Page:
Evolution of Earmarks

Evolution of Earmarks

Budget & Tax  | Research & Analysis
Nov 7, 2012  | 3 min read

A number of the reforms Taxpayers for Common Sense advocated for years came to fruition in 2010 as continued public focus on earmarking led to many positive developments:

  • March 10, 2010: House Appropriations Chairman Obey (D-WI) announces the committee will no longer accept earmark requests for private entities. Banning earmarks to for-profit entities is a step TCS has long advocated. Senate Appropriations Committee Chairman Inouye (D-HI) declined to follow suit.
  • March 11, 2010: The House Republican Conference adopted a one-year moratorium on submitting earmark requests.
  • Four Republican House members subsequently submitted earmark requests in defiance of the GOP’s self-imposed moratorium.
  • July 28, 2010: A bipartisan bill to establish a publicly accessible Congressional earmark database received 27 co-sponsors in the Senate and was passed out of the Senate Homeland Security and Government Affairs Committee. The bill was not taken up on the legislative calendar.
  • July 29, 2010: Chairman Oberstar (D- MN) and the House Transportation and Infrastructure Committee released a publicly accessible database of all earmarks in bills under its jurisdiction. This is the first ever earmark database released by a committee. Development of this database was especially notable because the House T&I Committee was the same committee that gave the American public the Bridge to Nowhere in 2005.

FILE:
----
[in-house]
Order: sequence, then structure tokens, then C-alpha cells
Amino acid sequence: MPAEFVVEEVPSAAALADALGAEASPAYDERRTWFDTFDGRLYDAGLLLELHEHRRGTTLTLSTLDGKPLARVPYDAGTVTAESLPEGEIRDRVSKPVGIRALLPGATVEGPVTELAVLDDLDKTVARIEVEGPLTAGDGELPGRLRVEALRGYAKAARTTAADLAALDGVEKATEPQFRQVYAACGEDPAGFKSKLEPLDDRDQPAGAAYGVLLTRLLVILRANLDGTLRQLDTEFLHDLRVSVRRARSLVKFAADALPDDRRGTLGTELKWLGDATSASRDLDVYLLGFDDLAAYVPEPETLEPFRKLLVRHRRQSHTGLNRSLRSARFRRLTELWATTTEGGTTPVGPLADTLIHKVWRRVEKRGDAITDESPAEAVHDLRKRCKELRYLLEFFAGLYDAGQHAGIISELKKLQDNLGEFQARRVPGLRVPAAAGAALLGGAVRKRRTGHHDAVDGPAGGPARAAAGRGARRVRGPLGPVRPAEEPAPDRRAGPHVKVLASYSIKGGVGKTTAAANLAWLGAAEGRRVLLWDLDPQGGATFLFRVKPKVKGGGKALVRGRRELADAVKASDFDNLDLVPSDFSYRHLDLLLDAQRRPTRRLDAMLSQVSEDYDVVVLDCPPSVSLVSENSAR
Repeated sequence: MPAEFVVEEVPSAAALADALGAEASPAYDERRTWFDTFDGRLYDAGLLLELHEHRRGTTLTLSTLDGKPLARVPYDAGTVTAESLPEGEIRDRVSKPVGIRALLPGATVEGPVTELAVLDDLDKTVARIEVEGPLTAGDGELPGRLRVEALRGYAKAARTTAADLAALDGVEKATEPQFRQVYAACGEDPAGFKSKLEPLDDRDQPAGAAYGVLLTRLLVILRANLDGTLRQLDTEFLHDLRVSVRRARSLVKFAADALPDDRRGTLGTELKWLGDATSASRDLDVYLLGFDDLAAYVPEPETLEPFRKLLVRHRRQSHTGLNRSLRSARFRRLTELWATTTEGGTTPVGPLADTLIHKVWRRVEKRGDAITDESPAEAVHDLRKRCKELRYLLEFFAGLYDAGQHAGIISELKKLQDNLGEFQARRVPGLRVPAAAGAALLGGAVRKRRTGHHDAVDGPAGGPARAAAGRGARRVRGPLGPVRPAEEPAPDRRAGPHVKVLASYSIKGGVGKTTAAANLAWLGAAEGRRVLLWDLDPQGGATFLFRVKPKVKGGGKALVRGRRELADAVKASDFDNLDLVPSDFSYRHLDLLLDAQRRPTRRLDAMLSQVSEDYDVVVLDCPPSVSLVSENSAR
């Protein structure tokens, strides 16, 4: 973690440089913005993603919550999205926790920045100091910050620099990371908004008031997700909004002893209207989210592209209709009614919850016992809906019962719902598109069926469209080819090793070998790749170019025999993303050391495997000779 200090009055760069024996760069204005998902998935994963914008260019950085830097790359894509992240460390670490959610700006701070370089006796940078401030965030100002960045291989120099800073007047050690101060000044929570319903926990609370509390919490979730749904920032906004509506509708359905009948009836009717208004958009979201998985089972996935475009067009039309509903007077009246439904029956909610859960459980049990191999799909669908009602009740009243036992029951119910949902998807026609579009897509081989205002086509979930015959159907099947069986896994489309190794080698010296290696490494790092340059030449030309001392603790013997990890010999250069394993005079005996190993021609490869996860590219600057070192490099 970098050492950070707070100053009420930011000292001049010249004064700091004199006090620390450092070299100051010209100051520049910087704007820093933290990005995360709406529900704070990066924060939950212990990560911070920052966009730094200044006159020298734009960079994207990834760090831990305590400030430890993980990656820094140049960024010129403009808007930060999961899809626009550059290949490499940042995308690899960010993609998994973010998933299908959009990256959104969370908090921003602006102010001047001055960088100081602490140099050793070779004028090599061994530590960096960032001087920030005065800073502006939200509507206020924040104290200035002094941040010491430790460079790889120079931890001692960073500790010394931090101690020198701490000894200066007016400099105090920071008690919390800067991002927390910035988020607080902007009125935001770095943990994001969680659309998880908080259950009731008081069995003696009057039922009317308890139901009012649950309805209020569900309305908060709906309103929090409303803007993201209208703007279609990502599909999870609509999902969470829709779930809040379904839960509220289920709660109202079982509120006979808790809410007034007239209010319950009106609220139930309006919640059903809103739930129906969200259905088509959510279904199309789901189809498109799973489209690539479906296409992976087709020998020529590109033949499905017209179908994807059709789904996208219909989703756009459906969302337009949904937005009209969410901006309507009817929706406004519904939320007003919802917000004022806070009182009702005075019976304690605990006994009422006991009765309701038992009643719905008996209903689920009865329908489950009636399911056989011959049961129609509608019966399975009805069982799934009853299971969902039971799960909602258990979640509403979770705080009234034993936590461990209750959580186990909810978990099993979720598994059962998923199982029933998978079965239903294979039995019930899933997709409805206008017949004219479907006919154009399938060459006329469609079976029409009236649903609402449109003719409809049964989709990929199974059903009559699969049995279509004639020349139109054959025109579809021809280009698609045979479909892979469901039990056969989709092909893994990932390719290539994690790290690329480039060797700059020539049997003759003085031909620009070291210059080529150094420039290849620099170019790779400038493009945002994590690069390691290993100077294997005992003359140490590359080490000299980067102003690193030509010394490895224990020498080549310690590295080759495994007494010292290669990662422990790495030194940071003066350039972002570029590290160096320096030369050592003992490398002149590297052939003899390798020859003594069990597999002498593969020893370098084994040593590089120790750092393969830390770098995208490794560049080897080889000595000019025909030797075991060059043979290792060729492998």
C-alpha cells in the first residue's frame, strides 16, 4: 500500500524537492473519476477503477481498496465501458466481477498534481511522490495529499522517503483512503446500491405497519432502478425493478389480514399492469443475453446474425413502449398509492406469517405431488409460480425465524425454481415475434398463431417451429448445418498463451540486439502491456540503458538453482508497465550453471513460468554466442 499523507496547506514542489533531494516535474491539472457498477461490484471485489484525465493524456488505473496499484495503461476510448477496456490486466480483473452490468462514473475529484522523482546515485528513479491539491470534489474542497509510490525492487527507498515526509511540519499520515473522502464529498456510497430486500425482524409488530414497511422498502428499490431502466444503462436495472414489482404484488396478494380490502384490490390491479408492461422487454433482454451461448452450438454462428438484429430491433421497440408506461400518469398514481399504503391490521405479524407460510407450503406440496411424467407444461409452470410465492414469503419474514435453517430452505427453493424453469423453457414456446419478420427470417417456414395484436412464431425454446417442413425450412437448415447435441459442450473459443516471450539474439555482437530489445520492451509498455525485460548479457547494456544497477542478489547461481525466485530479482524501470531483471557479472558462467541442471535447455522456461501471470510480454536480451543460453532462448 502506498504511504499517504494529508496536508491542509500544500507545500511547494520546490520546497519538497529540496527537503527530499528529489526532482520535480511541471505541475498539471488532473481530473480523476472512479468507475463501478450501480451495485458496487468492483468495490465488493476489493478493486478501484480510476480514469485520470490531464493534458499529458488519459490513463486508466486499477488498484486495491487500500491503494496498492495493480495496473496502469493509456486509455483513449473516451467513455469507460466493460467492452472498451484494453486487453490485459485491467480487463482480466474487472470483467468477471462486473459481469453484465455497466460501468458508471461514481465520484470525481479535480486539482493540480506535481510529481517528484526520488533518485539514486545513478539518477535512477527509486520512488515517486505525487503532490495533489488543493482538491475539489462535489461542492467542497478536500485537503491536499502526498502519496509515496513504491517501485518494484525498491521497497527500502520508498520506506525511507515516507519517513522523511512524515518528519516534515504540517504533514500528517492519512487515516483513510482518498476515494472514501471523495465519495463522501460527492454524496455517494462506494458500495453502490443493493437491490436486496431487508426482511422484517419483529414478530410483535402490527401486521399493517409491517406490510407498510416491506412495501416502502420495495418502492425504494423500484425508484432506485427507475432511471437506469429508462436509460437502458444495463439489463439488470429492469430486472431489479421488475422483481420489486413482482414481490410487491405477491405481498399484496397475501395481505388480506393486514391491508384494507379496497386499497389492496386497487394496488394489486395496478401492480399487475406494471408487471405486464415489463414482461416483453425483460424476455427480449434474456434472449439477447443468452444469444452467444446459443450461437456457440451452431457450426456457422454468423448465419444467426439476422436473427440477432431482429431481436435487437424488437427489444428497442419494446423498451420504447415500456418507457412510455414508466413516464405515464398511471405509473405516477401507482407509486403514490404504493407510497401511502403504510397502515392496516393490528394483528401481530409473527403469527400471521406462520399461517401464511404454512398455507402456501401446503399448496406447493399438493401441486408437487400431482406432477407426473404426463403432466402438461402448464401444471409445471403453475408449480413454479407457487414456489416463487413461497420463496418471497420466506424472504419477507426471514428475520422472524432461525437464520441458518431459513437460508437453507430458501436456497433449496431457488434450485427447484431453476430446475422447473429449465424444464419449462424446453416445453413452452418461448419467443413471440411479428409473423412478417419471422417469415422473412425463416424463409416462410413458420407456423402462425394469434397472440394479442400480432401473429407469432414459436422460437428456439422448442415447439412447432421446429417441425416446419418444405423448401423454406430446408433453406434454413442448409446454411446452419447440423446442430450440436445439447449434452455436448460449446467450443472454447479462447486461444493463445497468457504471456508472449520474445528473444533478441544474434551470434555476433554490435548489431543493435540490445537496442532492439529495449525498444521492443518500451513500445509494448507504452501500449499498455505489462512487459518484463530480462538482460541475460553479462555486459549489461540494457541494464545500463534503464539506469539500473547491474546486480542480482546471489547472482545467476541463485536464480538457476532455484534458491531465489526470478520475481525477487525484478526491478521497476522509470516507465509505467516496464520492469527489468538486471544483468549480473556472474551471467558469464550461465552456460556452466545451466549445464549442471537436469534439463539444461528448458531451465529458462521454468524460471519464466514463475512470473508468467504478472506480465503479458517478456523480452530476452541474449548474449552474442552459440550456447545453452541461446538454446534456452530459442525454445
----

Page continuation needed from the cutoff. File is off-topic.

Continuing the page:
• December 2010: Three months into the fiscal year, Congress failed to send a single spending bill to the President’s desk. Because there were no FY2011 spending bills, technically there were no earmarks. TCS databased earmarks that were a part of the Senate’s 2011 Omnibus spending bill, however, that failed during the lame duck session.
  • 112th Congress: The now-majority House Republicans extended their earmark moratorium to cover the 112th Congress by incorporating the moratorium as part of the House Rules for the 112th Congress. Senate Republicans announced they will abstain from requesting earmarks. In his State of the Union Address, President Obama vows to veto any bill that contains earmarks. Senate Appropriations Committee Chairman Daniel Inouye (D-HI) announces the Committee will not accept earmark requests for fiscal years 2011 and 2012.
  • Today: Some lawmakers try to hold on to the old system through writing executive branch officials to support projects (lettermarking) or cajoling them through phone calls (phonemarking)
Statement Regarding the 'Unified Framework For Fixing Our Broken Tax Code'

Now it’s time for the President and Congress to design the transparent, merit-based, competitive, and formula systems to make responsible spending decisions. No more political muscle trumping project merit. This should usher in a new era for accountability and oversight on federal spending, not just in earmarked accounts, but budget-wide.

The era of earmarks is not over. But it can be.